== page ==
For simplicity, \(\tau =0\mathrm{ \,and }\,\varepsilon =0\) are assumed in this section. There exist child allowance and pension benefits in this model if \(\tau \mathrm{and }\varepsilon \) are not zero. The child allowance raises demand for child care service because of a decrease in net child care cost. The pension benefit raises the demand for child care services because of an increase in lifetime income. Therefore, \({\sigma }^{*}\) in the case of \(\tau >0\, \mathrm {and} \,\varepsilon >0\) is less than \({\sigma }^{*}\) in the case of \(\tau =0\mathrm{ and }\varepsilon =0\). However, the strong effects of the aging population on the labor share of child care sector and fertility do not change.

  9. 9.

    The fertility is given by (20) if we consider the pension benefit. Then, the fertility depends on income growth. Income growth raises the pension benefit and then lifetime income increases. An increase in lifetime increase income fertility. Income growth pulls up the demand for child care service because of an increase in the fertility. Then the labor share of child care service sector rises.

  10. 10.

    (33) and (34) can be reduced to \(\frac{dn}{dq}>0\). This equation can be generally obtained in an endogenous fertility model. As reported by Fanti and Gori (2009, 2012), a child allowance can not always raise fertility because of a decrease in capital stock per capita. However, our paper can always raise fertility because child care service costs depend on the wage rate. Then, by virtue of increased fertility, the demand for child care service rises and the labor share of child care service can be pulled up.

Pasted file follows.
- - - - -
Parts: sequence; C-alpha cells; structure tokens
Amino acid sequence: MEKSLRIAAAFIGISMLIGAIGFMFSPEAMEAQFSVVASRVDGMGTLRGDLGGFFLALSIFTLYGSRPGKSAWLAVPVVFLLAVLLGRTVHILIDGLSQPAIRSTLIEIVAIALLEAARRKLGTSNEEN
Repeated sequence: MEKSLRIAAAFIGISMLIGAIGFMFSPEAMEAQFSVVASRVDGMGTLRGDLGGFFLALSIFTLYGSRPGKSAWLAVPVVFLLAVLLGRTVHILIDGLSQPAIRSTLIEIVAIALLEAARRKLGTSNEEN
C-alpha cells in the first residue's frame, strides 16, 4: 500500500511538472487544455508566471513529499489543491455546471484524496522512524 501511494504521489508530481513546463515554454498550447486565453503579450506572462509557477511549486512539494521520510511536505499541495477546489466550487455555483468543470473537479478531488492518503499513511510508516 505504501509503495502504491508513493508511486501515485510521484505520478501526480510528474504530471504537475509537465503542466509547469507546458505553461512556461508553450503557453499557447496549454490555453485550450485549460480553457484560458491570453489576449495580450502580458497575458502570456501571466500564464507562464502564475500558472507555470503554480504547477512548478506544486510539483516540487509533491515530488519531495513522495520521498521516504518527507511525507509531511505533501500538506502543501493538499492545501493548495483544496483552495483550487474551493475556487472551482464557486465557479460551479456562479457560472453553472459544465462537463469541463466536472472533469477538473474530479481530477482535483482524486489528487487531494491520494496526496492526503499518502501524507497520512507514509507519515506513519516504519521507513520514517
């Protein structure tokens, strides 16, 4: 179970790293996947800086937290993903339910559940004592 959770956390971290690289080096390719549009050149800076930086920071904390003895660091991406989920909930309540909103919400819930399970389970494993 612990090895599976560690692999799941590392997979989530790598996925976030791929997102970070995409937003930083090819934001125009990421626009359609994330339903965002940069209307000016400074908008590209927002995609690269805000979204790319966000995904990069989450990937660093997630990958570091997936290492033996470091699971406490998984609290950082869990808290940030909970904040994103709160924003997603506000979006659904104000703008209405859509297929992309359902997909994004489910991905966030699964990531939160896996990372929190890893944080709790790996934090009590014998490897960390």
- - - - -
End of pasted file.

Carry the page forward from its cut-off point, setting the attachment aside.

11. 11.

    Both the fertility and the labor share of child care service sector increase. This outcome is consistent with Fig. 1. However, the detail check must be examined to ascertain whether the model fits the data, as shown by Fig. 1.

  12. 12.

    The Appendix presents a detailed proof. The model with a pension benefit brings about the dynamics. The Appendix presents dynamics of the model with a pension.

  13. 13.

    As shown by (5), the wage rate of the child care service sector depends on the wage rate of the final goods sector. In addition to an increase in wage rate of final goods sector, an increase in the demand for the child care service sector raises the wage rate of child care service sector, which leaves a decrease in \({\sigma }^{*}\).

References

  1. Apps P, Rees, R (2004) Fertility, Taxation and Family Policy. Scandinavian J Econ 106(4):745–763

  2. Aronsson T, Sjögren T, Dalin T (2009) optimal taxation and redistribution in an OLG model with unemployment. In Tax Public Finance 16:198–218

    Article  Google Scholar 

  3. Ashraf Q, Weil D, Wilde J (2013) the effect of fertility reduction on economic growth. Popul Dev Rev 39:97–130

    Article  Google Scholar 

  4. Bhattacharya J, Haslag J, Martin A (2009) Optimal monetary policy and economic growth. Eur Econ Rev 53:210–221

    Article  Google Scholar 

  5. Blundell R, Duncan A, Meghir C (1998) estimating labor supply responses using tax reforms. Econometrica 66(4):827–862

    Article  Google Scholar 

  6. Blundell R, Duncan A, McCrae J, Meghir C (2000) The labour market impact of the working families tax credit. Fiscal Stud 21(1):75–103

    Article  Google Scholar 

  7. Blundell R, Costa DM, Meghir C, Shaw J (2016) Female labor supply, human capital, and welfare reform. Econometrica 84(5):1705–1753

    Article  Google Scholar 

  8. Caselli F (1999) Technological revolutions. Am Econ Rev 89(1):78–102

    Article  Google Scholar 

  9. Chang W, Chen Y, Chang J (2013) Growth and welfare effects of monetary policy with endogenous fertility. J Macroecon 35:117–130

    Article  Google Scholar